Mentoring: The Art of Growing Teachers and Leaders

I owe my 35 year career in education to my mentors––the department chairs, assistant heads, and heads of school who saw promise in me, guided me, helped me navigate the complexities of teaching, and shaped both my career and my character.

I remember my first mentor, the department chair who greeted me at the door of my first school and exclaimed, “Now that you're here, we are a better school!” In our weekly meetings, she helped me understand that good teaching was all in the trying: planning a lesson, piloting a new idea, testing it, succeeding, and sometimes failing. Week after week, usually on Friday afternoons, my mentor sought me out, asked me about my classes, listened hard, and helped me know that whatever went wrong that week was OK. There would always be Monday to try again.
My second mentor at a different school helped me with the craft of teaching, coaching me to draw out the students’ voices in class and consider who was doing the work—me or them. My mentor suggested articles for me to read and asked, “What new initiative would you like to try?” In both the practical and the philosophical, this mentor shepherded me every step of the way, providing moral support on the tough days and celebrating my successes on the good days.
The work of a skilled mentor, one who provides ongoing support and guidance as well as institutional and cultural knowledge, can reverberate for decades. Well-mentored teachers tend to stay longer, learn to recognize their own leadership skills, mentor other teachers well, adopt a posture of continued professional learning, and are a benefit to the culture and morale of the school. They come to know, as I did, that to make your teaching rich, you need to make your life outside of teaching rich. As a head of school, I also know that good teaching candidates have become increasingly harder to find. Fewer college graduates are considering teaching and more educators—including my peer heads of school—are leaving the profession. I believe that a strong mentoring program at individual schools is one way to turn the tide.

Creating a Culture of Mentorship  

Mentoring future leaders is about cultivating a recognition and an understanding that leadership supports the people who support other people. It's not a one-size-fits-all endeavor, and it takes time to mentor well. Mentoring is a job like any assigned position and a mentor needs dedicated class time with their mentee(s).

Any launch of a new mentoring program needs full-throated support from the head of school and the entire leadership team. As head of school, I began thinking about how we could create a culture of mentorship at The Miami Valley School (OH) to support all faculty and staff at different levels. Although informal mentoring was already happening, my regular meetings with new faculty let me know that it was not as consistent as we would like it to be. Next year, we will be starting with divisional mentors who will shepherd new faculty members in their division. More importantly, the mentors themselves will be mentored by the assistant head for academics to provide a clear throughline to the information and guidance mentees receive.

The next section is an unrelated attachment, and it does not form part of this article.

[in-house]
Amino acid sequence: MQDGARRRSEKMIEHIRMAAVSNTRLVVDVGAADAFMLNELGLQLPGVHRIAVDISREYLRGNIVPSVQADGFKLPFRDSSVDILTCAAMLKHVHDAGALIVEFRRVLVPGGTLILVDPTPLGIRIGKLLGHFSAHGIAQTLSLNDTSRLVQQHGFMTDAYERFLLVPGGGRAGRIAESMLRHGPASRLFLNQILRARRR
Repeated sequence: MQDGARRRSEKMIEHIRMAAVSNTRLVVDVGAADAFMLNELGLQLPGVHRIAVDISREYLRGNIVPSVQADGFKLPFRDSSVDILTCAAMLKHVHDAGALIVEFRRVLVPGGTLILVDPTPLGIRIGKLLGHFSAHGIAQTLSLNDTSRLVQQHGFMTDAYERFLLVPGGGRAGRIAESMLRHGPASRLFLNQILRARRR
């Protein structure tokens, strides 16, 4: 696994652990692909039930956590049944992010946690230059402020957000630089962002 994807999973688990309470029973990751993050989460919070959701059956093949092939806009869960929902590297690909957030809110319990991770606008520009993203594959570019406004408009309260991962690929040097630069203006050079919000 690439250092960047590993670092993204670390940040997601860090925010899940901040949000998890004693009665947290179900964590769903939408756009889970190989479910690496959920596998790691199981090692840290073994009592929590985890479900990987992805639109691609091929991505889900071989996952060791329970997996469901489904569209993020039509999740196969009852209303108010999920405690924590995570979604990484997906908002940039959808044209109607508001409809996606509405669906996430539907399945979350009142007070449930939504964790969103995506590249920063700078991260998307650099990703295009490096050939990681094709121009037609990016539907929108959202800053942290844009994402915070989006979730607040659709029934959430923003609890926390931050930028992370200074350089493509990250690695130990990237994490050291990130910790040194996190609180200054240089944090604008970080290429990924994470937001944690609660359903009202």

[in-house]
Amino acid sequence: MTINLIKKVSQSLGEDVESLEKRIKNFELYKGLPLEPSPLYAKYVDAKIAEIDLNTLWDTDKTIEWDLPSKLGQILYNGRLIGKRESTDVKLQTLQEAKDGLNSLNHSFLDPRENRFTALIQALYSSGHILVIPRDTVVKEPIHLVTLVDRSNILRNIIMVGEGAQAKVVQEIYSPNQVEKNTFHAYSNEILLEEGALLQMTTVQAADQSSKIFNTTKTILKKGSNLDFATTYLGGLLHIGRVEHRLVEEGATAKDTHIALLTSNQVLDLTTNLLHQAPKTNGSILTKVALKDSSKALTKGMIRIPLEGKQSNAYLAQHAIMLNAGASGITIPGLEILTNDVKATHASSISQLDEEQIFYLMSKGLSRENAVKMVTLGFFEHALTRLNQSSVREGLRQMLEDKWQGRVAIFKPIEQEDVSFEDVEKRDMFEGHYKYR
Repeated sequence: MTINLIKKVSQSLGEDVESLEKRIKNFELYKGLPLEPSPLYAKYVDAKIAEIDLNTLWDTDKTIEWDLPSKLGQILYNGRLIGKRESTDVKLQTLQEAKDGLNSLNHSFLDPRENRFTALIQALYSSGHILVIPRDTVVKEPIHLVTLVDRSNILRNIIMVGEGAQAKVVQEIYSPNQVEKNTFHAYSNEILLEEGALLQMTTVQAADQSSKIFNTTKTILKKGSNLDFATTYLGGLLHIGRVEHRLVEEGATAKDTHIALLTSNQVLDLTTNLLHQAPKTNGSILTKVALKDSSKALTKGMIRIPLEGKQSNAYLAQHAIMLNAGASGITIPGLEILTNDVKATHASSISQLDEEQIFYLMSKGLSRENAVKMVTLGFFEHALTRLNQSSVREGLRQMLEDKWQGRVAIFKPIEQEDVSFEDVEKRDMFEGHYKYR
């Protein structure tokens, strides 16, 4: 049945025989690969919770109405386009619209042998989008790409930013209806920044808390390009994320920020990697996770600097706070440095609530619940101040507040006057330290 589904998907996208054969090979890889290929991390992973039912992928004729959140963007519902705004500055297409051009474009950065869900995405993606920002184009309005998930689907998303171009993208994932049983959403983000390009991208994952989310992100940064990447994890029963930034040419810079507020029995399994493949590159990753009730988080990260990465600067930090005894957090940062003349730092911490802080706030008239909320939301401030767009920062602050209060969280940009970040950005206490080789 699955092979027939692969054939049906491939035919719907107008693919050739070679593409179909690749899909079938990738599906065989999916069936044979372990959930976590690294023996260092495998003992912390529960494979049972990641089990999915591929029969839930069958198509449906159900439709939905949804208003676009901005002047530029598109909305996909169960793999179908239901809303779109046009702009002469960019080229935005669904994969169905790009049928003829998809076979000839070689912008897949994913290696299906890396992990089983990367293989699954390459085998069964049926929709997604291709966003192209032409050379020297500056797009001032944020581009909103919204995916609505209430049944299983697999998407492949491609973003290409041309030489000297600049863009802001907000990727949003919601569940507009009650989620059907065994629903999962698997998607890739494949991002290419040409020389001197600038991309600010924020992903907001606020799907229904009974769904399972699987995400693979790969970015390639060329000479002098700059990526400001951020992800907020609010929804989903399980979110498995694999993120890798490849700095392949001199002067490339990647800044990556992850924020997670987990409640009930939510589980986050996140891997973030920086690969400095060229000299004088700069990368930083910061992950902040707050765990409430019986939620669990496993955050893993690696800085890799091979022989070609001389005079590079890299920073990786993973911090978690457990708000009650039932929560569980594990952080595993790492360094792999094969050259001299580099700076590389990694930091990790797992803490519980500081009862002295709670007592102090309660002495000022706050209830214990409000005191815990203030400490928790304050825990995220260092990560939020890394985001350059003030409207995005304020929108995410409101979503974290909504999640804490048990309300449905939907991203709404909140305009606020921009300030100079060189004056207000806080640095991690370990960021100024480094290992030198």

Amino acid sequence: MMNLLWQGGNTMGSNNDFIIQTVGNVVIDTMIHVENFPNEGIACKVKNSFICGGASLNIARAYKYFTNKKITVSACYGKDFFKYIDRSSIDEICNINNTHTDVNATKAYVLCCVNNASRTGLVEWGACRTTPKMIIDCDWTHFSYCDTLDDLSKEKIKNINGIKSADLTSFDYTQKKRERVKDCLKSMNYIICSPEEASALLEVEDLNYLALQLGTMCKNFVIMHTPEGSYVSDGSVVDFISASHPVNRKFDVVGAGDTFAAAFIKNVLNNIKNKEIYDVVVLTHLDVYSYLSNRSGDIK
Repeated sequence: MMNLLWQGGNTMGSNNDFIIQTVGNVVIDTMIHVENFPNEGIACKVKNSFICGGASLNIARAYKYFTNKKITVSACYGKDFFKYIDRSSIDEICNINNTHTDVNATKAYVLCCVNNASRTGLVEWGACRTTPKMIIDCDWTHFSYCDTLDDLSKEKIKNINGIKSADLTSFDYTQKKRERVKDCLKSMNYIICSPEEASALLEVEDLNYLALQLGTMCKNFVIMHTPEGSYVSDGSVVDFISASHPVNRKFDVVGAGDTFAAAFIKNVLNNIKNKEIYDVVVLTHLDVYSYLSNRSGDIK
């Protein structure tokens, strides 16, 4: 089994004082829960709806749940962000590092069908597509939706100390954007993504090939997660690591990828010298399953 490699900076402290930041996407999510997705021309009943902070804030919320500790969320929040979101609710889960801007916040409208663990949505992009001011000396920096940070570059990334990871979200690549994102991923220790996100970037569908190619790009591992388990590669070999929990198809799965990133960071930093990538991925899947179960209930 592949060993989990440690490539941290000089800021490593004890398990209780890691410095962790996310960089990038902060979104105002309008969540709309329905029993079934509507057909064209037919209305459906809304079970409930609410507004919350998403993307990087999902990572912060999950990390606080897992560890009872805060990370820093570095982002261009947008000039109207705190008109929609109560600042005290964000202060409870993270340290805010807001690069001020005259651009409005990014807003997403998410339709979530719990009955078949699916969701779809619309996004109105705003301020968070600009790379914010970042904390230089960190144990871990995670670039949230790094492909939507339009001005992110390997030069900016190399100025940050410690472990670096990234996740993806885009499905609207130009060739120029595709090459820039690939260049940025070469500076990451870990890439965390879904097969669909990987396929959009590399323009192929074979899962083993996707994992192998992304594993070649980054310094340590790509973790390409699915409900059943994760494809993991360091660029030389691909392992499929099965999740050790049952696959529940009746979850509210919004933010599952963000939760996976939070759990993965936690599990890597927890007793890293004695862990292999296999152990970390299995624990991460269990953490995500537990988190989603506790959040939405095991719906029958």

Building a Program

The best mentoring programs succeed when school leaders model professional curiosity and invest in colleagues’ development––and when they make mentoring an essential part of school life. Here are some ways to do that.
  • Honor the time it takes to do onboarding properly. Write clear job descriptions for mentors and pay them a stipend (or something that honors their time). Consider providing an eager donor with the opportunity to fund a mentoring program. 
  • Build a new faculty cohort, but be mindful and intentional about how to mentor each of your faculty members. Consider cultural identity when pairing new faculty with mentors and be intentional in assigning mentors to new faculty of underrepresented identities.
  • Consider not only institutional needs but the unique needs of each individual. Notice the differences in each person’s needs—whether the person is new to the school, the role, or to teaching. The mentoring structure should be both dynamic and flexible. 
  • Create opportunities for new faculty to connect with one another. Build a reading or walking group during lunch, host a faculty pub crawl, or plan meditation and yoga sessions. Build social opportunities during work time.
  • Encourage and provide professional development and focus on retention and development. Invite new faculty and leaders to attend NAIS conferences, including the Annual Conference and the People of Color Conference. Teams that go together will have opportunities to connect and bring back ideas to your school.
  • Create and support faculty and staff affinity groups. Find a way to make this sacred time, perhaps as an early morning or dinner, to allow them to bond and to know that whatever they are facing, they are not alone. Help faculty who are new to the area navigate the school and the surrounding community.
Schools are like organisms, and teachers are the cells within them. If they are not nurtured, fueled, and allowed to grow and evolve, they wither and die. This is true of leaders as well. Mentors help us imagine not only our best selves but also our best school—I learned that from my mentors, who I can only repay by paying it forward.
This article is based on a workshop from the NAIS 2022 Annual Conference workshop in which the author presented with Mike Boyer and Tiffany Taylor Smith from The Miami Valley School and University of Dayton (OH), and Andrew Jones and Michaela Pembroke from Greens Farms Academy (CT).
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Elizabeth F. Cleary

Elizabeth F. Cleary is head of The Miami Valley School in Dayton, Ohio.